Santos GLNG is starting work on a 4.3 kilometre tunnel under a Queensland waterway that will house a gas transmission pipeline and fibre optic cables for communication systems.
Tunnelling officially began Monday using a boring machine that is 100 metres long, took a team of 12 people some six weeks to assemble, and is fitted with an array of technology systems.
"We have a guidance system on the [tunnel boring] machine which brings the survey in and it runs in via lasers into [the] operator's position," Thiess general manager of tunnelling, Steve Wille, said in a video posted to Youtube.
"[The machine operator] basically drives off a computer screen, so he's monitoring everything on the machine — thrust pressures, the torque of the cutter head, the power he's using, a whole series of parameters.
"In the day of computer technology, that is also being watched by engineers up in the office and in some projects we can actually feed that back to our machine supplier's office in Germany."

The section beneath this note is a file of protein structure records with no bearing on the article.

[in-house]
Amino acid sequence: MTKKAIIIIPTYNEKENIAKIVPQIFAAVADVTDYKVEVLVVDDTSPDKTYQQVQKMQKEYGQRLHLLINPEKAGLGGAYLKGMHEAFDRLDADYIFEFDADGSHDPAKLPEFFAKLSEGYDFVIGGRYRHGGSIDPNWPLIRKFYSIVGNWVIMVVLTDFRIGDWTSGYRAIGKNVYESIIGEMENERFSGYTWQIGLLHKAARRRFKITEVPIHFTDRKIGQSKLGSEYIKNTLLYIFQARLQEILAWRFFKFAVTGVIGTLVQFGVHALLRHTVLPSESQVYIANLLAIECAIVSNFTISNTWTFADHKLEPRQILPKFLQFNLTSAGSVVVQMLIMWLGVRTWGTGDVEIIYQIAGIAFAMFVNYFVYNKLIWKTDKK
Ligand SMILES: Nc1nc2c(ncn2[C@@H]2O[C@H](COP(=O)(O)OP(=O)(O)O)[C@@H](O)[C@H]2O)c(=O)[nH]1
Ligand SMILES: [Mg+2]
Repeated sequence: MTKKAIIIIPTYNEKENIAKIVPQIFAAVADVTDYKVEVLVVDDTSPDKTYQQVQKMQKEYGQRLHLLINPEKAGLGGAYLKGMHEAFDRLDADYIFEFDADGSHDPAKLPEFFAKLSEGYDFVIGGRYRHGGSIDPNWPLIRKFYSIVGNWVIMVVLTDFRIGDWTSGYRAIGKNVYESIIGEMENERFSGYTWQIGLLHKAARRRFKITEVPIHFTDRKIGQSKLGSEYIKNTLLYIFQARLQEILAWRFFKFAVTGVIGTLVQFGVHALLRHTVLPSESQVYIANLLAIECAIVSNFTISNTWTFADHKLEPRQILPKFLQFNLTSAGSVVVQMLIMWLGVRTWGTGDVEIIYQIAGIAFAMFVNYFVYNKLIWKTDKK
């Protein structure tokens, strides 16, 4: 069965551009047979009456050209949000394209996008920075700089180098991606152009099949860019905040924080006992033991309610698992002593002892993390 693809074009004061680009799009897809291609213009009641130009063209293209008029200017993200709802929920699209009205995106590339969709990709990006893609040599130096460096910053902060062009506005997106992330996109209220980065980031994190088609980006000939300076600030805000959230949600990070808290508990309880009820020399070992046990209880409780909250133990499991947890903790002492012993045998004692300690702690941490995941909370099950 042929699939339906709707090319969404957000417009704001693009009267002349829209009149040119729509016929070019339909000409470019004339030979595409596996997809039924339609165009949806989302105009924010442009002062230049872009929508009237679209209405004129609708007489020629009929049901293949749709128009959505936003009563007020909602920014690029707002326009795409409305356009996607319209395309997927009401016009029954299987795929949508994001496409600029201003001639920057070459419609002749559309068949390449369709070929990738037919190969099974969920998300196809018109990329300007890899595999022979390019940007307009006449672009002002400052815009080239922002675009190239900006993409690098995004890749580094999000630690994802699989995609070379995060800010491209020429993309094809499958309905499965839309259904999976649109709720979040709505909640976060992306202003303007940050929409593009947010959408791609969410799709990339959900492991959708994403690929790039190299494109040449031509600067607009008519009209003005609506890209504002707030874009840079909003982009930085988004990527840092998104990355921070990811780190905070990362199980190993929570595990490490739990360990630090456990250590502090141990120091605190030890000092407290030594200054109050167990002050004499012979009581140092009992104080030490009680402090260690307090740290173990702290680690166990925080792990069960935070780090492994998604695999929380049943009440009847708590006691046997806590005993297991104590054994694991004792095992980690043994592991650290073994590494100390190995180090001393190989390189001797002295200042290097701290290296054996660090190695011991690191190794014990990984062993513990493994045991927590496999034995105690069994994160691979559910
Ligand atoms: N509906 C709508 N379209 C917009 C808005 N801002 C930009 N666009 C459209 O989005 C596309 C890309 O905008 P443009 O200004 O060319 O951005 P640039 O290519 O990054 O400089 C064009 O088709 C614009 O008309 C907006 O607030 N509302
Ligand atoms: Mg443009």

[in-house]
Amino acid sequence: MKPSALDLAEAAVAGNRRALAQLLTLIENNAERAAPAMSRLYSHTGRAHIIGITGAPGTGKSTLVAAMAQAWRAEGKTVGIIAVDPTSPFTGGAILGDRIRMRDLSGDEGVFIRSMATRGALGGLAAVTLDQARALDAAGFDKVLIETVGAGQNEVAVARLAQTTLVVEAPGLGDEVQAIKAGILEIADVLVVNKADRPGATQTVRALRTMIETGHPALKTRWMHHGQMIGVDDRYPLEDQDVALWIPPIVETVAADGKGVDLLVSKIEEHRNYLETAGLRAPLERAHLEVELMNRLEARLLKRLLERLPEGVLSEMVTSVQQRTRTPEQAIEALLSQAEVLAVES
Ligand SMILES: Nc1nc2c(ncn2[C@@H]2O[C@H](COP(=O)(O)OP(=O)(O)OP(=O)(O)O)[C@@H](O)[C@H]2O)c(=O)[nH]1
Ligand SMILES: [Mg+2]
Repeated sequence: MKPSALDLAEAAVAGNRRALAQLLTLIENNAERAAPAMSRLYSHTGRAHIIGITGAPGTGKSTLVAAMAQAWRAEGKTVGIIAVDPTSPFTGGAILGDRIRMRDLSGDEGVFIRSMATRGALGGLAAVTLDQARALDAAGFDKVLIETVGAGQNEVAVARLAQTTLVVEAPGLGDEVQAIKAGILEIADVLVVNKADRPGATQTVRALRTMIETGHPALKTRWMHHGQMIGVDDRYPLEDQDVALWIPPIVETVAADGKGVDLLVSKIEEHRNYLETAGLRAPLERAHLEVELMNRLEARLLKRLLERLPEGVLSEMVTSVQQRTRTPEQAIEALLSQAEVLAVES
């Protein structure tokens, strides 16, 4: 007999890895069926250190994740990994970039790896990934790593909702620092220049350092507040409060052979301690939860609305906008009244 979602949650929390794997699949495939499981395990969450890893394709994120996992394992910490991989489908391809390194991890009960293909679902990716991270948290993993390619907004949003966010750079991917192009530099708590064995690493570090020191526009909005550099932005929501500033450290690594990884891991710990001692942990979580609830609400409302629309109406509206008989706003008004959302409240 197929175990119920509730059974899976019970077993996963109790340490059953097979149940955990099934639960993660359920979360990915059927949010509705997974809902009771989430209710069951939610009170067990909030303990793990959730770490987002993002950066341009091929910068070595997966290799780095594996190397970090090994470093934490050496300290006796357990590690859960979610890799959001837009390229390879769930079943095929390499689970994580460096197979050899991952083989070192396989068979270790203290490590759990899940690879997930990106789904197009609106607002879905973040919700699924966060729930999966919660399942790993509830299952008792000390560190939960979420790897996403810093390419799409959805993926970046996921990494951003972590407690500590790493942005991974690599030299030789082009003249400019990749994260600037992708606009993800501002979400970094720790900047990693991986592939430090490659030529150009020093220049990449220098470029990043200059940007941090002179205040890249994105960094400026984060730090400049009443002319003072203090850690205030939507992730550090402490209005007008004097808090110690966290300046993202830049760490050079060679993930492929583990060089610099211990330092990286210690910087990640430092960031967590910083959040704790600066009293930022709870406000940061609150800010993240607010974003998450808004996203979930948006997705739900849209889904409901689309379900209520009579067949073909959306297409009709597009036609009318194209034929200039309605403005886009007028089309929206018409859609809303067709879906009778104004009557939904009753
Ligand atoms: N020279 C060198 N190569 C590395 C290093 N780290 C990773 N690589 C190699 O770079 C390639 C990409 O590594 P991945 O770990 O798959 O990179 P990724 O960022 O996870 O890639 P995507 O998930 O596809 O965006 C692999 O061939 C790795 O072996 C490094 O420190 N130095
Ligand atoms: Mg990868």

Thiess has a $134 million subcontract from Saipem Australia to construct the tunnel for the Santos GLNG project.
Once complete, the tunnel will ultimately connect an underground gas transmission pipeline on the mainland with a liquefied natural gas plant on Curtis Island, off Gladstone, as well as house associated umbilicals such as the fibre optic infrastructure.
Santos GLNG is a US$18.5 billion project that aims to convert coal seam gas from the Bowen and Surat Basins into liquefied natural gas. It is a joint venture between Santos, Petronas, Total and Kogas.
Santos is the second resources firm this year to take receipt of a sophisticated tunnel boring machine.
Rio Tinto is using a 64 metre-long Aker Wirth machine at its Northparkes mine in NSW that is also said to operate with a "high degree of automation".